In the 1930s, investments were generally targeted for trusts, pensions, and other conservative funds rather than emerging industries.32 The urgent military needs during World War II had fostered the rapid creation of new products and technologies. "By partaking in the development of new technologies and industries during the war, the US government had assumed significant risk," HBS Professor Tom Nicholas asserts. "The fact that several of these risks paid off–in ways that Doriot had seen firsthand–primed investors to take similar risks following the war."33
In 1946, Doriot became president of American Research and Development Corporation (ARD), the first publicly funded venture capital firm and one of the first modern venture capital companies established after the war. Located in Boston, ARD offered entrepreneurs financial resources and managerial support.34 In the first half of the century, wealthy family funds like the Rockefeller Brothers, Inc. (later Venrock) provided the majority of investments for private companies. ARD would be one of the first firms to grant private equity from non-family funds, ushering in what became known as modern venture capital industry.
ARD founders included Karl Compton, president of the Massachusetts Institute of Technology (MIT); Ralph Flanders, president of the Federal Research Bank in Boston and later senator from Vermont; Merrill Griswold, head of Massachusetts Investments Trust; and Donald K. David, dean of the Harvard Business School. Edwin R. Gilliland, head of the chemical engineering department at MIT, and Jerome C. Hunsaker, head of the aeronautical engineering department at MIT, served as technical consultants. With Doriot's support, Dorothy Rowe, who started as Doriot's administrative assistant at ARD, eventually rose to senior vice presidency at the firm, served as a director of a number of its portfolio companies, and became one of the leading women in the US venture capital field.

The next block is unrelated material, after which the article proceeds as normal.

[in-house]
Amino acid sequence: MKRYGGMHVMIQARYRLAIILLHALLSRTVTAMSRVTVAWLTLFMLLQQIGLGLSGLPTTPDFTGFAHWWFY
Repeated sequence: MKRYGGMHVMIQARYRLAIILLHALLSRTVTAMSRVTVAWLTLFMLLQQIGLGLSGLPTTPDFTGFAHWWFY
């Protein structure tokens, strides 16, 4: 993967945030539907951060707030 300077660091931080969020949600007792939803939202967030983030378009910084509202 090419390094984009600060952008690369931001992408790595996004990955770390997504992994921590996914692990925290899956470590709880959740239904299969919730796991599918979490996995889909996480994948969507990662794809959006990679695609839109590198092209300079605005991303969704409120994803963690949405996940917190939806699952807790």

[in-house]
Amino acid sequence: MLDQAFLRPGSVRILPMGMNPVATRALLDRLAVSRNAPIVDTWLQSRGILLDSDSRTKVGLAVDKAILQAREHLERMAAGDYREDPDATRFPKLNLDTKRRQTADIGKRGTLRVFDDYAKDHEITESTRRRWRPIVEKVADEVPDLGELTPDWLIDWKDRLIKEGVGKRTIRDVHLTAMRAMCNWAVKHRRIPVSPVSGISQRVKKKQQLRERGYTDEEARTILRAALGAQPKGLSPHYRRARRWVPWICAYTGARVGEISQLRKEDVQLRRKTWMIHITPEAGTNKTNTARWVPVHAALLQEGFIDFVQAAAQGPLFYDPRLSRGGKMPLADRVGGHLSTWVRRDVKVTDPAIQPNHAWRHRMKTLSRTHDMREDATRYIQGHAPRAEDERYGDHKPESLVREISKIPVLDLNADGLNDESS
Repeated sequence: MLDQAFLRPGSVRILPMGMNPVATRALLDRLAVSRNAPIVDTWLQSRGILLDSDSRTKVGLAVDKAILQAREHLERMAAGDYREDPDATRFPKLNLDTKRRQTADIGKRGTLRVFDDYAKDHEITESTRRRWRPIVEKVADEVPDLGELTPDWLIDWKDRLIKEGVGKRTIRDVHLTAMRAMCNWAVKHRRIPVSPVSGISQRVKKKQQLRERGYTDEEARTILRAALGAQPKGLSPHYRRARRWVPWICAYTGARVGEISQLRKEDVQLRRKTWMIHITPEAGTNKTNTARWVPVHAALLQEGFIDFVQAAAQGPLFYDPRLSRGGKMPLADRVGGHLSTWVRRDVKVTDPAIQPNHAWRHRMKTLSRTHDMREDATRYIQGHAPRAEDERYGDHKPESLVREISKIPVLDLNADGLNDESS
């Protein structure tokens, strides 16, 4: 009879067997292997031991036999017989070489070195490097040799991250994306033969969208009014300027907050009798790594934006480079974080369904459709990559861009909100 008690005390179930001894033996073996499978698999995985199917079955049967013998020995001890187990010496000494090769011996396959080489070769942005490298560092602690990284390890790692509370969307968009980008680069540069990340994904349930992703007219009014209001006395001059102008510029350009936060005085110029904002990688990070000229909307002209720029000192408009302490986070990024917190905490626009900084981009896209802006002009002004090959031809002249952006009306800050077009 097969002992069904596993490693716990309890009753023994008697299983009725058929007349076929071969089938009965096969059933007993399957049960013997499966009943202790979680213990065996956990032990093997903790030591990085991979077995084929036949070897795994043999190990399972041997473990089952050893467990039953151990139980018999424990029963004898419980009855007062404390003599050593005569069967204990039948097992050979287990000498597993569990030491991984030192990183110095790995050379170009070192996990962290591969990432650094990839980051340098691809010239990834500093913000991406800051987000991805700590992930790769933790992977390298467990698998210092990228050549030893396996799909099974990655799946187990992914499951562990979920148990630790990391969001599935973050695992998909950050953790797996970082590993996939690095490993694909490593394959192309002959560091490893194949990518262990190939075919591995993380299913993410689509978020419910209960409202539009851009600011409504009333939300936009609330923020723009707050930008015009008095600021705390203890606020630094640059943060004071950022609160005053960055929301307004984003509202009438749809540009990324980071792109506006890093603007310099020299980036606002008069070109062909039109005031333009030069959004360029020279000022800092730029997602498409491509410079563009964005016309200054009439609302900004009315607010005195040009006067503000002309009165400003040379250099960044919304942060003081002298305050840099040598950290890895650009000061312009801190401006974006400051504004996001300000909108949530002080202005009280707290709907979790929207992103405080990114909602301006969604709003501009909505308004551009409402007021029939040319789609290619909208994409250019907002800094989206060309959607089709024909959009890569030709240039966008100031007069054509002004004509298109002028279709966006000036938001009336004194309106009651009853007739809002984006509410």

A steady stream of individuals who trained at HBS entered the Quartermaster Corps, and Doriot also reached out to HBS graduates to assist him in the war effort. William H. McLean (HBS MBA '34), Doriot's former teaching assistant, served as Doriot's chief assistant throughout the war. Henry W. Hoagland (HBS MBA '39), another student of Doriot's, also worked as an aide to Doriot in the Military Planning Division.
At ARD, Doriot received hundreds of proposals but invested in only a small percentage of them. The firm's prized portfolio companies included Circo Products (automobile tools); High Voltage Engineering Corp (high-powered generators and nuclear particle accelerators); Tracerlab, Inc. (analytical instruments and radiation detectors); Baird Associates (chemical analysis instruments); and Ionics (water purification). Doriot did not believe in turning companies around for an instant profit but rather staying with them for the long term and through challenging periods. William E. Barbour, Jr., the founder and president of Tracerlab, recalled, "The general provides the two things that a young scientific organization most needs–enthusiasm and appreciation. Like all the others, I started out with a hatful of ideas and a lot of long-range plans. In a couple of years, I got bogged down in detail. Doriot stepped in just in time to pull me out of the rut."45
While ARD started out with an uneven performance, suffering some initial losses, it showed consistent gains by 1955. "We cannot depend safely for an indefinite time on the expansion of our old big industries alone," ARD co-founder Flanders asserted. "We need new strength, energy and ability from below. We need to marry some small part of our enormous fiduciary resources to the new ideas which are seeking support."36
Doriot continued to teach at HBS, conveying lessons learned from the early days of the venture capital industry to his students, many of whom–including William Elfers (HBS MBA '43), Henry Hoagland (HBS MBA '39), and Charles Waite (HBS MBA '59)–would come to work for ARD. "[Doriot] probably had more to do with the formation of this business than any other single person," Waite notes. "[I]t was still an academic experiment in some ways, because Doriot was head of it, and he was more than anything else a teacher."37 Doriot championed the interplay of new ideas and creative individuals, the same principles he espoused at HBS. "Creation of processes and products, of ideas and industries, depends on men more than money, on imagination as well as initiative," Doriot wrote. "Seek out creative men with the vision of things to be done. Help breathe life into new ideas and processes... with more than capital–with sensitive appreciation for creative drive... with loyalty to the idea and to its initiator, the creative man."38